When you are faced with a choice — say, whether to have ice cream or chocolate cake for dessert — sets of brain cells just above your eyes fire as you weigh your options. Animal studies have shown that each option activates a distinct set of neurons in the brain. The more enticing the offer, the faster the corresponding neurons fire.
Now, a study in monkeys by researchers at Washington University School of Medicine in St. Louis has shown that the activity of these neurons encodes the value of the options and determines the final decision. In the experiments, researchers let animals choose between different juice flavors. By changing the neurons’ activity, the researchers changed how appealing the monkeys found each option, leading the animals to make different choices. The study is published Nov. 2 in the journal Nature.
A detailed understanding of how options are valued and choices are made in the brain will help us understand how decision-making goes wrong in people with conditions such as addiction, eating disorders, depression and schizophrenia.
“In a number of mental and neuropsychiatric disorders, patients consistently make poor choices, but we don’t understand exactly why,” said senior author Camillo Padoa-Schioppa, PhD, a professor of neuroscience, of economics and of biomedical engineering. “Now we have located one critical piece of this puzzle. As we shed light on the neural mechanisms underlying choices, we’ll gain a deeper understanding of these disorders.”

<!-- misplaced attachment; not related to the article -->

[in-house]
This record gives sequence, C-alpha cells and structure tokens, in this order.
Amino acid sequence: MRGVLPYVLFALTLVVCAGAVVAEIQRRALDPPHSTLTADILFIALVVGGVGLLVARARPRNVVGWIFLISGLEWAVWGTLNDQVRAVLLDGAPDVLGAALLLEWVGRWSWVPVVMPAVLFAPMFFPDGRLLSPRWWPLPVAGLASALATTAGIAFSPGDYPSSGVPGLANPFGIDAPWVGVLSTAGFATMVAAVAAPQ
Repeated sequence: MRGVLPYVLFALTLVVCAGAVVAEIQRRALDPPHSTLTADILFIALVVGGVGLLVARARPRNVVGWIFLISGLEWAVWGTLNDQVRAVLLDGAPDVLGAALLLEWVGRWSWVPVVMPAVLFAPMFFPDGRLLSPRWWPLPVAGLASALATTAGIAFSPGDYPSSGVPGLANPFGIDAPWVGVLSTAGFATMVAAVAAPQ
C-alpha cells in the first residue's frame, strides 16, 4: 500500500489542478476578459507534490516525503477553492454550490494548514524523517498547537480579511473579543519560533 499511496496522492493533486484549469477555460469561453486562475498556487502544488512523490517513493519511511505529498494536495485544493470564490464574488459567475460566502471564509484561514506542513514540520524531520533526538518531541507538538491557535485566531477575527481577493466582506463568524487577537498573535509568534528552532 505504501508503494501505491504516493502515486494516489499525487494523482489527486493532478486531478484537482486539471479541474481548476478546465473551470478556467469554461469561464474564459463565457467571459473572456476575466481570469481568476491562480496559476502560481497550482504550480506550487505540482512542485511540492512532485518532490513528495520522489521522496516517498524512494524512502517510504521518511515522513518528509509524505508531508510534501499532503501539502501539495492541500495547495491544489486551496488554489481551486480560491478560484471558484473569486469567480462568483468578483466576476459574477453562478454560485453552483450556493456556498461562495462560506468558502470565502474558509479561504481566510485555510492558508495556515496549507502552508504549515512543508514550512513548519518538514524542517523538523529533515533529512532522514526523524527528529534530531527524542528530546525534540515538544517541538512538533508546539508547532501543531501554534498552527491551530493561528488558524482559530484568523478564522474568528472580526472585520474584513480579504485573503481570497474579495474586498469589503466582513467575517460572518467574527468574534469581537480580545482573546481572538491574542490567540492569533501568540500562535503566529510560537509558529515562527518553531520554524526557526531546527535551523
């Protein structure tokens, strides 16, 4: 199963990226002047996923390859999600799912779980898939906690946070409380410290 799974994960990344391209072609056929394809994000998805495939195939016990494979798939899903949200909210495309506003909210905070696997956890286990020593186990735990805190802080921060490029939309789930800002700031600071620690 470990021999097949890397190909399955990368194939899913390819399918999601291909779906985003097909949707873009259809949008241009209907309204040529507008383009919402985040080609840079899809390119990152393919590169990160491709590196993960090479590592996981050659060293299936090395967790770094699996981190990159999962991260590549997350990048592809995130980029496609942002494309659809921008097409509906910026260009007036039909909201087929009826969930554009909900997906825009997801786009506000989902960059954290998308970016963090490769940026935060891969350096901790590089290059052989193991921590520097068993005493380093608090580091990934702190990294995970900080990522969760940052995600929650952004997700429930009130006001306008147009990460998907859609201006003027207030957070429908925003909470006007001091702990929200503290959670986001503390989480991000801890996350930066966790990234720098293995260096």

In the 18th century, economists Daniel Bernoulli, Adam Smith and Jeremy Bentham suggested that people choose among options by computing the subjective value of each offer, taking into consideration factors such as quantity, quality, cost and the probability of actually receiving the promised offer. Once computed, values would be compared to make a decision. It took nearly three centuries to find the first concrete evidence of such calculations and comparisons in the brain. In 2006, Padoa-Schioppa and John Assad, PhD, a professor of neurobiology at Harvard Medical School, published a groundbreaking paper in Nature describing the discovery of neurons that encode the subjective value offered and chosen goods. The neurons were found in the orbitofrontal cortex, an area of the brain just above the eyes involved in goal-directed behavior.
At the time, though, they were unable to demonstrate that the values encoded in the brain led directly to choosing one option over another.
“We found neurons encoding subjective values, but value signals can guide all sorts of behaviors, not just choice,” Padoa-Schioppa said. “They can guide learning, emotion, perceptual attention, and aspects of motor control. We needed to show that value signals in a particular brain region guide choices.”
To examine the connection between values encoded by neurons and choice behavior,…